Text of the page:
At some point in your lifetime you are certain to be faced with the death of someone that you love. Your children are also likely to suffer losing someone that they care about. Death is unavoidable and children are especially affected when they lose someone close to them. Helping your child deal with the death of a loved one is important. Children will often hold back tears because they seldom see their parents cry. If you are mourning over losing a loved one, your child should see you mourn. You have to allow children to see that crying is okay and that mourning is a natural part of life.
Often the first experience with death for a child involves a pet. Many children however lose parents, grandparents and even siblings during their youth. In recent years, many children have lost classmates due to tragedies and allowing your child to mourn is critical for his or her healing. Never underestimate the sadness that your child may be feeling. Show respect by allowing your child to grieve and even grieve with them.
Many parents do not believe in allowing children to attend funeral services and burials. This however can be a crucial part of the healing process. Ask your child if he or she wants to attend the service. Not allowing them to go because you feel that you are protecting them can actually do more harm than good. Leave the decision on whether or not they go completely up to them and support them in their decision. Seeing other people grieve will help your child to heal from their loss.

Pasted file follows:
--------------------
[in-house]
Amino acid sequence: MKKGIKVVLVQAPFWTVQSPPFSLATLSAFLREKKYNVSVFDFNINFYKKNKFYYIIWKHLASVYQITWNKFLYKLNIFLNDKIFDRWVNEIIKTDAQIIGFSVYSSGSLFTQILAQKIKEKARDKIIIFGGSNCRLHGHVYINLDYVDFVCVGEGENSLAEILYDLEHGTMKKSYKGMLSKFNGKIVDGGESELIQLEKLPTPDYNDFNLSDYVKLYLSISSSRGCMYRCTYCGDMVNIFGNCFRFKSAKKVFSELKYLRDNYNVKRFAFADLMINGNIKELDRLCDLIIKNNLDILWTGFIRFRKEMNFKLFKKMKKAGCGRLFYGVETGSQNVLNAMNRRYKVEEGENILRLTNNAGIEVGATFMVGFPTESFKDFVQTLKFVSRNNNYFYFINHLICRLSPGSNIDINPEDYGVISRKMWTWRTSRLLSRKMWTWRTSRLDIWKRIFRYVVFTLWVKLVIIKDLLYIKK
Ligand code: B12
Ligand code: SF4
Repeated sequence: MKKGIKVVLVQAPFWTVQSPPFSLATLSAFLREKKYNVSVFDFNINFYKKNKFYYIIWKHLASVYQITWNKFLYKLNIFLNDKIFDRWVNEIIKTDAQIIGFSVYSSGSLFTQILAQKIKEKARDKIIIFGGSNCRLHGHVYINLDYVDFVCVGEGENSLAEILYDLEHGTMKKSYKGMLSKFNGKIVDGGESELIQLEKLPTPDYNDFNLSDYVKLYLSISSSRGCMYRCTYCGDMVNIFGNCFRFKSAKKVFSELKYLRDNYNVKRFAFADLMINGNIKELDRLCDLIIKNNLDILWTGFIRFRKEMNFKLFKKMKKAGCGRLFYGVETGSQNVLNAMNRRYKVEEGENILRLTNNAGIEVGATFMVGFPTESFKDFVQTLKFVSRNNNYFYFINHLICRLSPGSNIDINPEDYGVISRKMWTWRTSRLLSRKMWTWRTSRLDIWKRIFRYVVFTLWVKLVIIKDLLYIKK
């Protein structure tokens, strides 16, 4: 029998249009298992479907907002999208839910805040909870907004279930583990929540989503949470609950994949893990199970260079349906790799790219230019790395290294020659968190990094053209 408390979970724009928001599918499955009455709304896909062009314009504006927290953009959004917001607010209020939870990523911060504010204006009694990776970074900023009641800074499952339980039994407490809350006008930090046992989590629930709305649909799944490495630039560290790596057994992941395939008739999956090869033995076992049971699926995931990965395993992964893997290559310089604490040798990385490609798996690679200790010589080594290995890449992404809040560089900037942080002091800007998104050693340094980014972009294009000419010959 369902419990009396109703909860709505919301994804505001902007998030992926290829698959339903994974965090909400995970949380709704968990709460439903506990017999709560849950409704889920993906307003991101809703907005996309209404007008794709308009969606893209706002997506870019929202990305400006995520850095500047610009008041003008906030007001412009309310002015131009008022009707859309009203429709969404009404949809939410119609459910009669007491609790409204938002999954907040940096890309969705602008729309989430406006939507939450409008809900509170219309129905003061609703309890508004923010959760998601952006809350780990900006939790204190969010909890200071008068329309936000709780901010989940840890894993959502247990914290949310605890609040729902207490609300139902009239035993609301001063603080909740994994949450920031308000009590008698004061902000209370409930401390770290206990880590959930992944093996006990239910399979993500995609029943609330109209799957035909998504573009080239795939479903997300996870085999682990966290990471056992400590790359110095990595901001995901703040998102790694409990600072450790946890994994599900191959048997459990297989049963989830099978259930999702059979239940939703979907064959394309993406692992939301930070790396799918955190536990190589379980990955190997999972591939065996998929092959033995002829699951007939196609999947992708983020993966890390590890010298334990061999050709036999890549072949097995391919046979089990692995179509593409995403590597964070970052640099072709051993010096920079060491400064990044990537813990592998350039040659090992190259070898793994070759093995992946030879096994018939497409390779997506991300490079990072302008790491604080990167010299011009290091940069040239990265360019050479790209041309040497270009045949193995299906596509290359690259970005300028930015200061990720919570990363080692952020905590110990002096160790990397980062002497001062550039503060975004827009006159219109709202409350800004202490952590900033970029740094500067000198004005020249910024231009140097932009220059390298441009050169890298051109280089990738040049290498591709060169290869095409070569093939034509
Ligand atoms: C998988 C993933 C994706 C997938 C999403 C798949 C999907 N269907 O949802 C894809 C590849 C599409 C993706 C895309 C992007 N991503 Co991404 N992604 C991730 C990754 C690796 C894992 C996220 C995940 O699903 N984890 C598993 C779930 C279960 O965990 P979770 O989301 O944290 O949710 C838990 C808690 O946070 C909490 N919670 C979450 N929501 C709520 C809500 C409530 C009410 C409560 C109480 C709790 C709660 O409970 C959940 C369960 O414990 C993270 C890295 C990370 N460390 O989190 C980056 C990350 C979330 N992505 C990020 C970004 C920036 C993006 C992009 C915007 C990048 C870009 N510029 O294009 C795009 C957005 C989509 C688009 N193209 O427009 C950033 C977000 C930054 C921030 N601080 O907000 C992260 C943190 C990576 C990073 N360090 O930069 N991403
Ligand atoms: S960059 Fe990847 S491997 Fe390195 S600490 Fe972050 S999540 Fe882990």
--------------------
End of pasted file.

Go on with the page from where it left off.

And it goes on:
Talk about what happened. In the cases where children were lost in a school shooting or other tragedy, talking to them was critical. Even if the loss was expected, allowing your child to discuss his or her feelings is therapeutic. You can share memories with your child about this person, particularly if the loss is a grandparent or other family member. For younger children it is important that you stress that death is completely natural, but that does not mean that they will soon lose someone else that they love. Younger children tend to become frightened by death and may feel that they will soon be losing their parents or other loved ones. Be sure that you reassure them that you are not going away anytime soon.
Most of all, allow your child to express his or her feelings. Teenagers are very closed in sometimes, particularly when dealing with grief. Allow them to express how they feel, even to the point of showing anger if those are their true feelings. Encourage them to speak their minds or even write their thoughts down in a journal. Smaller children can make a scrapbook or picture album of their lost loved one which will help them to remember special moments with that person.
Children, particularly younger children, view death as a frightening and foreboding concept. If your child has recently lost someone close to them, they will need love, support and comfort to get through this tragic event. Be there for them and remember that children will deal with death in different ways. You may notice that one child clings to you while another prefers to be alone with his or her feelings. Let them have their space and simply be there for them whenever they need you to be.